Sat astride Amallale you have to surrender to the rhythm of your hips, hips that birth worlds and generations, hips that herald the gates upon which men and women are offered the most intimate gaze, hips they tell you to accentuate, hips they tell you to hide, hips that win their affection and their scorn, hips that are too wide and not wide enough, bones that hold you, supporting that calcified shield around your heart, sit firmly on your hips, inside your hips, and you’ll stand with you spine straight and your head held high.
The camels bellow across the night. I’m a dessert nymph, riding a piece of starlight into the moon cooled sands of the infinite yonder before me. I don’t know where this power has come from: am I drunk off the magic of the desert? Or have the gods of some forgotten myths sent this carrier to guide me. Or perhaps, just perhaps, when you put yourself in the way of beauty, it’s impossible not to feel deliriously alive.
We arrive at camp. I dismount only with the extracted promise of a further day’s ride tomorrow. We move into the tents for music, food, and conversation. Mid meal I notice a spark between one of the guides and my friend. Even on the desert, or especially on the desert, roses find a way to bloom.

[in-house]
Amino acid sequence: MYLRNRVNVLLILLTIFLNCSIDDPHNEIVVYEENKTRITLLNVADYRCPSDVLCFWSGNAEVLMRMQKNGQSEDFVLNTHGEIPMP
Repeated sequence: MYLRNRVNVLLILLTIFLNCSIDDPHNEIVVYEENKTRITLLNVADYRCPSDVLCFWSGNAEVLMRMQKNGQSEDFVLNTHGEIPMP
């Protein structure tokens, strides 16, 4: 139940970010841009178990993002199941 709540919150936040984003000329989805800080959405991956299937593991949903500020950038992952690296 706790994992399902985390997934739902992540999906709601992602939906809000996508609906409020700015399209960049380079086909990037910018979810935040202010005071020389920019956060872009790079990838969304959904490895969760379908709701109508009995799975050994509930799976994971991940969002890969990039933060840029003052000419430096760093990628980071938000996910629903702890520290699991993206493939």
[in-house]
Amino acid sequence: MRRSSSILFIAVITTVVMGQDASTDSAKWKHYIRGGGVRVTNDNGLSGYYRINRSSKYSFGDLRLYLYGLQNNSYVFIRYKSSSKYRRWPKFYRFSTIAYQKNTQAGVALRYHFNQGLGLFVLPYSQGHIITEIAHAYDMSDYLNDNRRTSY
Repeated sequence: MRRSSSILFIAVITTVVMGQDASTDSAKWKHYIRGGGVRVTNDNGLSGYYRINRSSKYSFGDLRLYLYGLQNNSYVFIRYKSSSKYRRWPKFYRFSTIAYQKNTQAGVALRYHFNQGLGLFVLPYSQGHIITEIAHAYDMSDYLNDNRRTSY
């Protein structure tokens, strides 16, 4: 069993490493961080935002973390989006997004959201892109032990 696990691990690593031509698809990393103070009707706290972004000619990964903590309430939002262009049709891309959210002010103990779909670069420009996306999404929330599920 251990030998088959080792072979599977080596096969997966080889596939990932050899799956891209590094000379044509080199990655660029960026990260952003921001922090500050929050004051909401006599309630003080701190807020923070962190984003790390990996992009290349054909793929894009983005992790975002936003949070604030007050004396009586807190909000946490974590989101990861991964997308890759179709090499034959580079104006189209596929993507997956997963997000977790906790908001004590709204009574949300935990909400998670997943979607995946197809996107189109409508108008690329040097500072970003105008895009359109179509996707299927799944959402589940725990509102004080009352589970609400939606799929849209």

After the meal our guide invites my friend and I to look for shooting stars. Their flirtation carries past the camels to the dunes that guard the edge of the sea of sands. But another guide appears. I’ve seen this move before. I refuse to move to the far side of those desert heaps; I want to be where others can see us. Neither of them objects. The two men lay a pair of blankets on the floor and the fumbling, adolescent efforts of it all are not lost on me. Very quickly my friend and her flirt snuggle into their blanket, to gaze at the stars in each other’s eyes rather than those that carpet Gaia’s plump belly.
I refuse the warmth and cover I am offered. Over the sound of nearby giggling, Mohammed and I talk about his family, he points constellations out to me, and gives me a crash course in camel rearing. He never touches me. At one point he offers me his hand, because I look cold. When I refuse, he shrugs. For a few precious seconds all four of us are silent. I never knew before how…how cacophonous the quiet could be.
Then I hear it. I hear a sound I’ve not heard since college—the wet slurps of two people making out less than five feet from you. I suppose this is the desert equivalent of parking. I can’t help but laugh. Mohammed looks from them to me forlornly. He gives it his last best shot. And on a blanket in the desert a man with a turban uses the same dull dumb pick up lines as the men in English pubs and the bros in American frat houses: “Sometimes it’s nice to be nice.”